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The Internet is losing it over the second season of 'The White Lotus'


Season 2 of the HBO mystery-drama "The White Lotus" wraps up this weekend. It has already taken the internet by storm.


UNIDENTIFIED PERSON #1: So I've been crazy obsessed with "White Lotus" Season 2.

UNIDENTIFIED PERSON #2: I have so many "White Lotus" theories.

UNIDENTIFIED PERSON #3: Last night's episode cracked the entire code for me.

UNIDENTIFIED PERSON #4: "White Lotus" fans - I have a theory, and I have to talk about it.

UNIDENTIFIED PERSON #5: Tanya is in for a ride.

UNIDENTIFIED PERSON #6: Let's talk about this scene from "White Lotus" and what it might reveal about the ending.

KELLY: Viewers far and wide trying there to connect the dots behind this whodunit. So what is it about this season that is sparking so much obsession? Alex Abad-Santos is a senior correspondent at Vox and, yes, a big fan of the show. He is with us now, and I promise no spoilers. Alex, hey there.

ALEX ABAD-SANTOS: No spoilers.

KELLY: No spoilers.

ABAD-SANTOS: We will not spoil anything.

KELLY: We will not spoil anything.

ABAD-SANTOS: I will try my best.

KELLY: Well, I am constitutionally incapable of spoiling everything because I watched Season 1, but I have not watched any - not a second - of Season 2. So bring me and everybody else listening who maybe is in the same boat up to speed. In a nutshell, what's the premise?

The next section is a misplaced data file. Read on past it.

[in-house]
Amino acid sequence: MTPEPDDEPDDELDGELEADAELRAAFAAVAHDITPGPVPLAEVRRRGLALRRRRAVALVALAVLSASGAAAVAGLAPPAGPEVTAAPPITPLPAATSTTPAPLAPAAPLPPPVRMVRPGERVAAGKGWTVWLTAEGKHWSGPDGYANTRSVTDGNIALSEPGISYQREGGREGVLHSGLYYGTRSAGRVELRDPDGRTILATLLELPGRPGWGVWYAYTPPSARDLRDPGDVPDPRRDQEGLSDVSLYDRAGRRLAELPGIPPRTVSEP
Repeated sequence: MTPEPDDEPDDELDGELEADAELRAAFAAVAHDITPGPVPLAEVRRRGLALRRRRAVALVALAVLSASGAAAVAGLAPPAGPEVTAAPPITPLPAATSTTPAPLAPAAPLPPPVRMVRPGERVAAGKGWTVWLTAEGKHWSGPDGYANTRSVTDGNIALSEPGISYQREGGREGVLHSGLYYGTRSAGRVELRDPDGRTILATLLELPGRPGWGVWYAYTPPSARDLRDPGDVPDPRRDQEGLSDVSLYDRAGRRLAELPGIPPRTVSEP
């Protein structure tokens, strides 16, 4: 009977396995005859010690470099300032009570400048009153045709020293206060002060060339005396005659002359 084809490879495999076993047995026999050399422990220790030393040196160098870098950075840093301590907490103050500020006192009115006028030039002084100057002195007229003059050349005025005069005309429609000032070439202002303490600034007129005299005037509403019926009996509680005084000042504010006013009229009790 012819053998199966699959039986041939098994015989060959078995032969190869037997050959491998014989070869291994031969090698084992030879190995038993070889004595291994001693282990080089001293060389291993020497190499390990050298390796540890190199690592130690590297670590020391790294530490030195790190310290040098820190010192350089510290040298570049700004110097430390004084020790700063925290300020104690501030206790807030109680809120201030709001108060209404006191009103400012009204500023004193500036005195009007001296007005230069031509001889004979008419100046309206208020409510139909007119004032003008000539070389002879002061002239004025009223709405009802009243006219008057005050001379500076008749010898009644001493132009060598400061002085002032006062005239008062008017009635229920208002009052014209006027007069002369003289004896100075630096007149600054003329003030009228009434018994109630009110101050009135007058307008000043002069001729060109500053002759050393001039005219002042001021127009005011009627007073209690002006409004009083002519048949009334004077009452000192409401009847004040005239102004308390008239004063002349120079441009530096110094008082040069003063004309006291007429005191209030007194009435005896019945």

ABAD-SANTOS: Think about the richest people and the worst people you know on vacation in Sicily in, like, this gorgeous place, having the worst time of their lives and then, like, some really, really fantastic performances, and someone dies at the end. We don't know who. And so I think that is basically why everyone has gotten a little bit obsessed with this show. And that's why people - there's so many, like, conspiracy theories and so much wild stuff out there. We can't tell yet if it's a murder mystery or a manslaughter mystery or how these people died in the first place.

KELLY: One way or the other, it's a whodunit, and there's one episode left to sort it all out. OK. I want to get to what we mentioned when I was introducing this, why so much of the experience this season seems to be the online discussion that's happening after every episode. Is this, like, the return of the water cooler show or what?

ABAD-SANTOS: Right. You mentioned that you watched the first season, right?

KELLY: Yeah. Yup.

ABAD-SANTOS: And that was set in Hawaii. There was a death there, but it wasn't really, like, a murder mystery per se because I think there was a lot of big cultural ideas about Hawaii and, like, American tourism that were kind of bigger than the show.

KELLY: Right. So this is different both in setting and - they've kind of sharpened that plotline.

ABAD-SANTOS: Right. And then this isn't a spoiler, but the very first scene in the show is they're pulling bodies from the water off of the White Lotus resort. And it's just like, we don't know how many bodies there are. We just know that people have died, and we know that they're guests of The White Lotus, and that is where we start. And then the entire season has been kind of, like, this retelling of, like, how we got to this place. And so I think everyone wants to be a part of this murder mystery and solve it themselves, right? So, I mean, one, you can tell people, look; I was smart enough to figure this out. Or, two, it's like you watch it because you don't want to get spoiled, which I'm going to try not to do on this show.